My usual routine is to answer e-mail and take care of business so that by 9:00 a.m. I’m writing something in my WIP. And I usually do that six days a week until about 6:00 p.m.—sometimes longer. Before I start writing new material, I reread my work from the previous day and edit it. I have found that I prefer closure, so getting the editing done before moving on helps me to let it go. As I make changes to the story, I often have to go back and add something to previous chapters for consistency. But for the most part, when I’m finished there is little to no shuffling of paragraphs or chapters. The book is ready for my final editorial changes before sending it to my line editor. Writing is a full-time job for me. I’m committed to taking Sundays off, but I haven’t been able to justify relaxing on Saturdays when I know a deadline is out there.

Secrets of Roux River Bayou is the beginning of your latest writing project. Can you tell give us a sneak peek into this exciting series? What are you most excited about in this series?

The first book, False Pretenses, features Ethan and Vanessa Langley from the Sophie Trace Trilogy, along with a new main character, Zoe Broussard. Each story will deal with someone’s insidious secret. As I mentioned earlier, this is a story about the importance of honesty and accountability and how we will eventually reap what we sow, but it also demonstrates the beauty of grace being extended in the most unworthy of circumstances. A fun aspect of this series for me is creating a town with authentic Cajun roots—street names, surnames, cuisine, customs, history. It’s a suspense story, first and foremost, but it’s got a strong element of historical too.

In addition to your writing, your hobbies include fishing, hummingbirds, travel, and photography. Can you tell us about your most memorable fishing trip? Your favorite travel location?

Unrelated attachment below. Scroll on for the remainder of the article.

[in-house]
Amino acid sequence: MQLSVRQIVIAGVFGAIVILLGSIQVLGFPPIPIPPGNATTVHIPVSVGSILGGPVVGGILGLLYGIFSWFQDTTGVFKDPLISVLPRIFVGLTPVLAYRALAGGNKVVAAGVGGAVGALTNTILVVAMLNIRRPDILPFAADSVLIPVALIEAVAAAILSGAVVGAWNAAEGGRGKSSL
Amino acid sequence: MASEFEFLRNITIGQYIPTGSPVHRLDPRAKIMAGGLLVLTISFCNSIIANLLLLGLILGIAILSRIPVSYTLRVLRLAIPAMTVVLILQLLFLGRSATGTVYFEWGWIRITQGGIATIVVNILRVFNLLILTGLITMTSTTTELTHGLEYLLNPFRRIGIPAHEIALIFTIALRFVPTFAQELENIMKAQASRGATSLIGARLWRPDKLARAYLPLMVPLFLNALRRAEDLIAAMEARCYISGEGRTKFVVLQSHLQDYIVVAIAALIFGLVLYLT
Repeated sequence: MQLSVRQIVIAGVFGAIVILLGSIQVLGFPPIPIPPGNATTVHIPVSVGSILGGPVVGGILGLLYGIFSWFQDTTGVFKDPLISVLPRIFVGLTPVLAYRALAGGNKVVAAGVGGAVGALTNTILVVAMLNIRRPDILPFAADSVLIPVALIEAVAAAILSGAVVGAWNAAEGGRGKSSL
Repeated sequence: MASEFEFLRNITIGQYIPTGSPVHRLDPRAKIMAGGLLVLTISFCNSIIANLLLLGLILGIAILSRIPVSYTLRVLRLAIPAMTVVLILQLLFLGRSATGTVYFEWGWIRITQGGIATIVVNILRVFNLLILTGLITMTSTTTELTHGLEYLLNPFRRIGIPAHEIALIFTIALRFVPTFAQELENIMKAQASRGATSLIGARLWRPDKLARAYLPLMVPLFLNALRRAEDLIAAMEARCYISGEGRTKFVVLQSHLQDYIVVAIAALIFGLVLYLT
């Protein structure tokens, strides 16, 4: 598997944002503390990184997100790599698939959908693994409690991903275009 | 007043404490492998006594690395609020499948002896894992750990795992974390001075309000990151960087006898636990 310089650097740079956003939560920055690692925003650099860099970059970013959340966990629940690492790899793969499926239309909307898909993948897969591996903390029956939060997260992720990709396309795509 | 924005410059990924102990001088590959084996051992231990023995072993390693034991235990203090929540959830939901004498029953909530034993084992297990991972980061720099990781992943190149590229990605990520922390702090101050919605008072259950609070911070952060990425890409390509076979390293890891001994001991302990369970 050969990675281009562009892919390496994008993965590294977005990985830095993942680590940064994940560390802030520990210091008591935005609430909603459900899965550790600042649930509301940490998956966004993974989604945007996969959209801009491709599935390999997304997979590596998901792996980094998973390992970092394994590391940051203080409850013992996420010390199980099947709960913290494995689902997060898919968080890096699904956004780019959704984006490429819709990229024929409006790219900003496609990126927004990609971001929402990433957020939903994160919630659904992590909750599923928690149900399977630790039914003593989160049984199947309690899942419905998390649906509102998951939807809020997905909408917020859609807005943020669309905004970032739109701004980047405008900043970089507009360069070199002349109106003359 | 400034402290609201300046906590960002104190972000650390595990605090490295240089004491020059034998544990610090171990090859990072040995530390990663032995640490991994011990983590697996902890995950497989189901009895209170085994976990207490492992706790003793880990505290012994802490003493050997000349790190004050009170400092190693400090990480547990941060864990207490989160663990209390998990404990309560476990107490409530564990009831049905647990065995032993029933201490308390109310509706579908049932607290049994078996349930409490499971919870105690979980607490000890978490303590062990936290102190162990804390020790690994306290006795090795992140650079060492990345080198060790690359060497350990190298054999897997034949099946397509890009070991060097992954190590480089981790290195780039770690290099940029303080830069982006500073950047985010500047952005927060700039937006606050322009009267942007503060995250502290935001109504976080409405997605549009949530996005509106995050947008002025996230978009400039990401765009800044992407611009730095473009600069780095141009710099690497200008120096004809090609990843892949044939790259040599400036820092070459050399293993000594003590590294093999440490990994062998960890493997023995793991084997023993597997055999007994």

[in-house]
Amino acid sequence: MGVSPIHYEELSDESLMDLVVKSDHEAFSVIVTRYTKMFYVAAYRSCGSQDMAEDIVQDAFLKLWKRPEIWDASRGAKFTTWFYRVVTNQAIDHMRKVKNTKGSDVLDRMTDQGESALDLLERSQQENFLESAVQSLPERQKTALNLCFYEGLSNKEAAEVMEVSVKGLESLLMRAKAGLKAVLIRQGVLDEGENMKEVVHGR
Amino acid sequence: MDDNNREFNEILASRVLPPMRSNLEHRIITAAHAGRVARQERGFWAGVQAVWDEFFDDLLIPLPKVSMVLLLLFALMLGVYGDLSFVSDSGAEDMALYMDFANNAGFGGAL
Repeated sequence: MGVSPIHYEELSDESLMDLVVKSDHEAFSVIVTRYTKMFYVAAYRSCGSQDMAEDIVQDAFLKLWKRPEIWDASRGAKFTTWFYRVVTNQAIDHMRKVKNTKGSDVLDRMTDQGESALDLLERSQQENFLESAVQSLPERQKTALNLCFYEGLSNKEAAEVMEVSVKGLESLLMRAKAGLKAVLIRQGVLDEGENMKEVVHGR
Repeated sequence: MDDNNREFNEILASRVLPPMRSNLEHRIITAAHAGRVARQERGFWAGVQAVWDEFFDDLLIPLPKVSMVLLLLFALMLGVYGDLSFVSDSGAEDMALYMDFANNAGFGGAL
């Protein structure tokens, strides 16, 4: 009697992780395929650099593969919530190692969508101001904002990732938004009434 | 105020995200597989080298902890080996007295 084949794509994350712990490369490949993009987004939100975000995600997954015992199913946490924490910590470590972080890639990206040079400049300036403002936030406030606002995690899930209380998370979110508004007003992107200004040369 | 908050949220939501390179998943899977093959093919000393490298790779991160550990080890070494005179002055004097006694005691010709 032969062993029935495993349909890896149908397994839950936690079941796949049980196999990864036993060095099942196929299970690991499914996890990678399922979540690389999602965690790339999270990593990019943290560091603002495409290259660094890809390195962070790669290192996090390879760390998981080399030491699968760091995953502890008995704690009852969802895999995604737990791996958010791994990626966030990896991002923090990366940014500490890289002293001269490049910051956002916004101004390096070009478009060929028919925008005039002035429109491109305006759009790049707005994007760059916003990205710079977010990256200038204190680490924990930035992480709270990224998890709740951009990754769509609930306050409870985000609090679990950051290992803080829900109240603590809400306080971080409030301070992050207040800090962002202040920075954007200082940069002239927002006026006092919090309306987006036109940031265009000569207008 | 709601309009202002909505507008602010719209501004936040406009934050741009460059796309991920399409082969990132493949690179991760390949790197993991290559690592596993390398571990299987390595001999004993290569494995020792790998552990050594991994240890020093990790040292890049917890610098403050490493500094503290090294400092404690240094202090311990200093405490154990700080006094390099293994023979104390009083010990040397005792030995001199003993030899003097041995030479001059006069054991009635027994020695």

Kathy's fishI can’t remember any place on earth where I’ve been more touched by natural beauty than in the rainforest of Costa Rica or the glaciers of Alaska. Those are my two favorite travel locations.

But my husband, Paul, and I have also enjoyed deep-sea fishing in Florida, Mexico, Central and South America, and the Caribbean. One adventure I’ll never forget was a five-day trip to Panama, where Paul and I shared a chartered yacht with twelve male anglers and full crew. I was the only female except for the maid. I was used to that. What I wasn’t used to was the attitude of a couple of the anglers. There were ten who thought it was great my husband and I fish together—and two who didn’t take me seriously at all.

What is the most exciting thing that God has shown/taught you lately?

Something the Lord seems to be making clearer to me is the sense of how quickly time is racing by, and how so much of what I once waited for has now come to pass. In the same way, we are moving toward a time when all His promises will be fulfilled. I have a wondrous sense of it. That doesn’t sound terribly profound, but it feels profound. I long for the new earth Randy Alcorn describes in his book Heaven. At a time when things around the world are getting more unsettled, the world economy is teetering, and safety is uncertain, it’s exciting to embrace the fact that there really will be a new heaven and a new earth. And believers really are going to reign with Christ for eternity.

What would you most like to share with your readers about your passion for writing?

It thrills me to write stories that inspire and challenge as well as entertain, and I never take for granted the gift the Lord has entrusted to me. What I love about writing fiction is that I’m able create exciting stories where my characters live out the practical (and often times difficult) application of biblical truth.


Kim Ford has been a resident of Alabama for more than ten years. Originally from Georgia, she holds a Bachelor’s degree in English from Brenau Women’s College. She has spent the past 9 years in sales and marketing and has been an avid reader of Christian Fiction for more than 20 years. A mother of two teen sons and married to a technical writer and Army veteran, Kim’s life is full and blessed. She and her husband also volunteer as teachers for a resident rehab program for women with life-controlling issues. She uses her fiction to encourage the ladies she teaches. She blogs at: Window To My World